I didn't do a perfect job, but I was much more self-compassionate this week. My music therapy supervisor, Soozie, also helped me to be self-compassionate by assigning me to write down what things I did well in the children's group, and then share that list with her the next day. I wrote down the things I did well, trying to think of as many honest things I could, then I put the list aside. The next day I looked at it, and realized that my list described the attributes that I would want in a music therapist if I was hiring one. So that was a pretty happy moment! I think that writing it right after the experience means that I was able to remember all the good things clearly, but being a day separated from it helped me to evaluate it more clearly, and see it for how good it actually was. I could recognize the good, instead of being wrapped up in my thoughts of "How could I have forgotten the colored scarves? And why didn't I put the songs in a better order? And why can't I think fast enough on my feet, about what to do next?" Instead, I could say "I was really engaged with the kids in the group. And I was able to play songs on the violin without any preparation or written music, when the need called for it. And I included every child, even the ones who were quiet, and gave everyone a chance to shine. And I was authentic."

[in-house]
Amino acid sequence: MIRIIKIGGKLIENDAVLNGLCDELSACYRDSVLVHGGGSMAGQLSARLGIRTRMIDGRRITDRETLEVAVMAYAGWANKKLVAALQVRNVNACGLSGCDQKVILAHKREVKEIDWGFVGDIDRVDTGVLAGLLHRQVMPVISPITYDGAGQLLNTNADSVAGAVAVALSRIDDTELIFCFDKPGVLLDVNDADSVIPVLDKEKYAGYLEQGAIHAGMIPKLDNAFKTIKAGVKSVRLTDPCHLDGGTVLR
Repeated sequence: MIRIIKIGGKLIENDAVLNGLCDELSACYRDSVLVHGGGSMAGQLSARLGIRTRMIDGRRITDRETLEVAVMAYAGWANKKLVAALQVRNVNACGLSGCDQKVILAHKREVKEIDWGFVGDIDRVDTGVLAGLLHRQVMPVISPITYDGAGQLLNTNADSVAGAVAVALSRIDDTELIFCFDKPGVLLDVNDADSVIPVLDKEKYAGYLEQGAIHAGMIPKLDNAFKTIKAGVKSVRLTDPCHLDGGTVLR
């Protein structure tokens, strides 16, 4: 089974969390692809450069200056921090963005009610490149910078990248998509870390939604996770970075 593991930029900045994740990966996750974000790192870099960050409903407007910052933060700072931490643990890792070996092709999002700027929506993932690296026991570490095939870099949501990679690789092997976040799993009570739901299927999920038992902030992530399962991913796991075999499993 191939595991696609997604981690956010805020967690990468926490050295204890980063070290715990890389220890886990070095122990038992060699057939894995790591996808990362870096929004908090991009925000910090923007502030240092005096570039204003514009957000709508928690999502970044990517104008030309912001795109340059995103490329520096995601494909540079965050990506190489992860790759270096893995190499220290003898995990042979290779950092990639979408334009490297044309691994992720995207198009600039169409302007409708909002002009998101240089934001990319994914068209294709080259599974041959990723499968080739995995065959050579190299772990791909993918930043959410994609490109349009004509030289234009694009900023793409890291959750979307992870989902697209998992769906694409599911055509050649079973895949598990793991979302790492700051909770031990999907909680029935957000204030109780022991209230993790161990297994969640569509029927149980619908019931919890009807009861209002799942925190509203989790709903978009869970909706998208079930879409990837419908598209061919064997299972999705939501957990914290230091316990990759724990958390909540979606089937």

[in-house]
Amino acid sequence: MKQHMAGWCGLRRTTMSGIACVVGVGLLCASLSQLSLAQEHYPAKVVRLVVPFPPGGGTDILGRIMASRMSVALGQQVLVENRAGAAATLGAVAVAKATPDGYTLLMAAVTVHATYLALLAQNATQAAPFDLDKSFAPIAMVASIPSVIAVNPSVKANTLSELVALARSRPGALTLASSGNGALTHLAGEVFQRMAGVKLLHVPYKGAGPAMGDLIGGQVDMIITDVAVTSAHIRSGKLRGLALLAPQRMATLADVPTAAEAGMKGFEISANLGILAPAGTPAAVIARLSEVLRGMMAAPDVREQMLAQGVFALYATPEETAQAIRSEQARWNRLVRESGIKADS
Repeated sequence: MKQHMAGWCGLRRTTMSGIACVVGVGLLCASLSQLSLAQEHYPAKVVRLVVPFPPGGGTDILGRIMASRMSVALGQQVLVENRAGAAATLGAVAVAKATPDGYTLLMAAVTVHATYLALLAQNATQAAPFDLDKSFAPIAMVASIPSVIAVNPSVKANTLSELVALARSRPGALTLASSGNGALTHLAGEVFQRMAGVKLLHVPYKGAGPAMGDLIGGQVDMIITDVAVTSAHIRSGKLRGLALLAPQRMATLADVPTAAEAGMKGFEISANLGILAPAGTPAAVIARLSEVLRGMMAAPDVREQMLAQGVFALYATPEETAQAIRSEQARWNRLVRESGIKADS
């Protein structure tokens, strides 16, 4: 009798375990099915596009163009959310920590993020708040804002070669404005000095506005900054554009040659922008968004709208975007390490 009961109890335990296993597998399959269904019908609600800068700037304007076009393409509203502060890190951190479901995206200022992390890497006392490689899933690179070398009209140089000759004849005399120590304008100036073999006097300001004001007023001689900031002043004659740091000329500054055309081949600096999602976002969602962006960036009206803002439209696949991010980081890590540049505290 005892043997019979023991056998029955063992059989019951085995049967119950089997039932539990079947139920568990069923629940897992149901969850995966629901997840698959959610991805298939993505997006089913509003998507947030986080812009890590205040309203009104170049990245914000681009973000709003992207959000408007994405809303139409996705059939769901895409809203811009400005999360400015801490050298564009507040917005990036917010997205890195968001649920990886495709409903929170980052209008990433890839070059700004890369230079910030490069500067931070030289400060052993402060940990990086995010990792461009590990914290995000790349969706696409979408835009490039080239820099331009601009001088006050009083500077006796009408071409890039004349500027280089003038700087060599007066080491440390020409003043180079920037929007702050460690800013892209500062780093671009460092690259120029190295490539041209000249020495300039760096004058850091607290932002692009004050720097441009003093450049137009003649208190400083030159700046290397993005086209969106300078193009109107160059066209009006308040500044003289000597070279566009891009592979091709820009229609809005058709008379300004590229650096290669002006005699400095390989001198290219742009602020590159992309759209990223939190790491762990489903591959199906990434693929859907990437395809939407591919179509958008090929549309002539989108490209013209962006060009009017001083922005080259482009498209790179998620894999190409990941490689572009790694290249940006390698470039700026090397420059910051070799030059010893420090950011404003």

As I was thinking about this guidepost more this week and last, I remembered that the guidepost has a second part. The whole name of the guidepost is "Cultivating Self-Compassion. Letting Go of Perfectionism." Which gave me a little more direction in how I apply this self-compassion thing. I believe that I don't need to be constantly complimenting myself. I think that self-compassion is most important in those perfectionistic moments, those times when we get stuck in a circle in our heads, saying "Why did I make that mistake? Why can't I get this right? I'm not ___ enough! And now people have seen that!" My goal is to get into a habit of self kindness, so that when those perfectionistic moments come, I will be more easily able to say to myself, "Ali, I love you no matter what. You've got this. I know you will figure it out, in time. Breathe. =)"